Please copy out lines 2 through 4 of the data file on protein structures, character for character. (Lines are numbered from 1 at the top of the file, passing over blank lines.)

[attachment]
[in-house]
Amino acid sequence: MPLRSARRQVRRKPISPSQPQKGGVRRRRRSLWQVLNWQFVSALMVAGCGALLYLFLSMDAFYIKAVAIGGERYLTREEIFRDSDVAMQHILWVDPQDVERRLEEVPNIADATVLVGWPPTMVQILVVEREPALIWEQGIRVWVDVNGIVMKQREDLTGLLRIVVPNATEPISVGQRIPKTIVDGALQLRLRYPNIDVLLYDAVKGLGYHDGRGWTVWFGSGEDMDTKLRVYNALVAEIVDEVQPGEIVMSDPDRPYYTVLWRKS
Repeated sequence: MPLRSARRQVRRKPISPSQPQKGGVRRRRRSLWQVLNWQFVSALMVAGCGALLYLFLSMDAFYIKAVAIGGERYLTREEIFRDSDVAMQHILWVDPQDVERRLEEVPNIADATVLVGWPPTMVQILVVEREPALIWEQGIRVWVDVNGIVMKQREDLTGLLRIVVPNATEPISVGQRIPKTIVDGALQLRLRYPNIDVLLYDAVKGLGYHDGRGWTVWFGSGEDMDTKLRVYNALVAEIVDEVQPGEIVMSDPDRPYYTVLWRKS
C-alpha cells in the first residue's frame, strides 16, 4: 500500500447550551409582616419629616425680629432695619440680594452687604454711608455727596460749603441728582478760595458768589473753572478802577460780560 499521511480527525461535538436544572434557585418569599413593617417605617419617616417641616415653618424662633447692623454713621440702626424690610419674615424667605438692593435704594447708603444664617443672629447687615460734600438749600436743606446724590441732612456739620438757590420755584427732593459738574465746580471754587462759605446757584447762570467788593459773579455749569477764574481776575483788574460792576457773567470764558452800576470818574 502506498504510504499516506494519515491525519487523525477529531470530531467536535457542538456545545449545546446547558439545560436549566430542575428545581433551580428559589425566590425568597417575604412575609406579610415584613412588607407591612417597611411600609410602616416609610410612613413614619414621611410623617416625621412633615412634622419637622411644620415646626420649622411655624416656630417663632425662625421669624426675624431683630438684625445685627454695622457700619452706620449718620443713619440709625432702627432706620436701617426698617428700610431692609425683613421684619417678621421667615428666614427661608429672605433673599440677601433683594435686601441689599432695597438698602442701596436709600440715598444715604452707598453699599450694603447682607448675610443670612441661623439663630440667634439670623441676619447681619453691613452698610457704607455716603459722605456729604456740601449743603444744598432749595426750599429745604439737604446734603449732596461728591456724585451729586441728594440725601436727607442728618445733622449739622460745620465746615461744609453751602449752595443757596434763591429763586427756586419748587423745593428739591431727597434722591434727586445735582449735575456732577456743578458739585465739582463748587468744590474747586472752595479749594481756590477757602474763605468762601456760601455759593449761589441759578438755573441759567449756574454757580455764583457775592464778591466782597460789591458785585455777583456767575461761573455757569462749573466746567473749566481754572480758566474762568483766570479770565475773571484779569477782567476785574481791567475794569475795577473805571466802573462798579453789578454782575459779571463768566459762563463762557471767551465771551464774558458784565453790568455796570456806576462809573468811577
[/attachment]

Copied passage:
Amino acid sequence: MPLRSARRQVRRKPISPSQPQKGGVRRRRRSLWQVLNWQFVSALMVAGCGALLYLFLSMDAFYIKAVAIGGERYLTREEIFRDSDVAMQHILWVDPQDVERRLEEVPNIADATVLVGWPPTMVQILVVEREPALIWEQGIRVWVDVNGIVMKQREDLTGLLRIVVPNATEPISVGQRIPKTIVDGALQLRLRYPNIDVLLYDAVKGLGYHDGRGWTVWFGSGEDMDTKLRVYNALVAEIVDEVQPGEIVMSDPDRPYYTVLWRKS
Repeated sequence: MPLRSARRQVRRKPISPSQPQKGGVRRRRRSLWQVLNWQFVSALMVAGCGALLYLFLSMDAFYIKAVAIGGERYLTREEIFRDSDVAMQHILWVDPQDVERRLEEVPNIADATVLVGWPPTMVQILVVEREPALIWEQGIRVWVDVNGIVMKQREDLTGLLRIVVPNATEPISVGQRIPKTIVDGALQLRLRYPNIDVLLYDAVKGLGYHDGRGWTVWFGSGEDMDTKLRVYNALVAEIVDEVQPGEIVMSDPDRPYYTVLWRKS
C-alpha cells in the first residue's frame, strides 16, 4: 500500500447550551409582616419629616425680629432695619440680594452687604454711608455727596460749603441728582478760595458768589473753572478802577460780560 499521511480527525461535538436544572434557585418569599413593617417605617419617616417641616415653618424662633447692623454713621440702626424690610419674615424667605438692593435704594447708603444664617443672629447687615460734600438749600436743606446724590441732612456739620438757590420755584427732593459738574465746580471754587462759605446757584447762570467788593459773579455749569477764574481776575483788574460792576457773567470764558452800576470818574 502506498504510504499516506494519515491525519487523525477529531470530531467536535457542538456545545449545546446547558439545560436549566430542575428545581433551580428559589425566590425568597417575604412575609406579610415584613412588607407591612417597611411600609410602616416609610410612613413614619414621611410623617416625621412633615412634622419637622411644620415646626420649622411655624416656630417663632425662625421669624426675624431683630438684625445685627454695622457700619452706620449718620443713619440709625432702627432706620436701617426698617428700610431692609425683613421684619417678621421667615428666614427661608429672605433673599440677601433683594435686601441689599432695597438698602442701596436709600440715598444715604452707598453699599450694603447682607448675610443670612441661623439663630440667634439670623441676619447681619453691613452698610457704607455716603459722605456729604456740601449743603444744598432749595426750599429745604439737604446734603449732596461728591456724585451729586441728594440725601436727607442728618445733622449739622460745620465746615461744609453751602449752595443757596434763591429763586427756586419748587423745593428739591431727597434722591434727586445735582449735575456732577456743578458739585465739582463748587468744590474747586472752595479749594481756590477757602474763605468762601456760601455759593449761589441759578438755573441759567449756574454757580455764583457775592464778591466782597460789591458785585455777583456767575461761573455757569462749573466746567473749566481754572480758566474762568483766570479770565475773571484779569477782567476785574481791567475794569475795577473805571466802573462798579453789578454782575459779571463768566459762563463762557471767551465771551464774558458784565453790568455796570456806576462809573468811577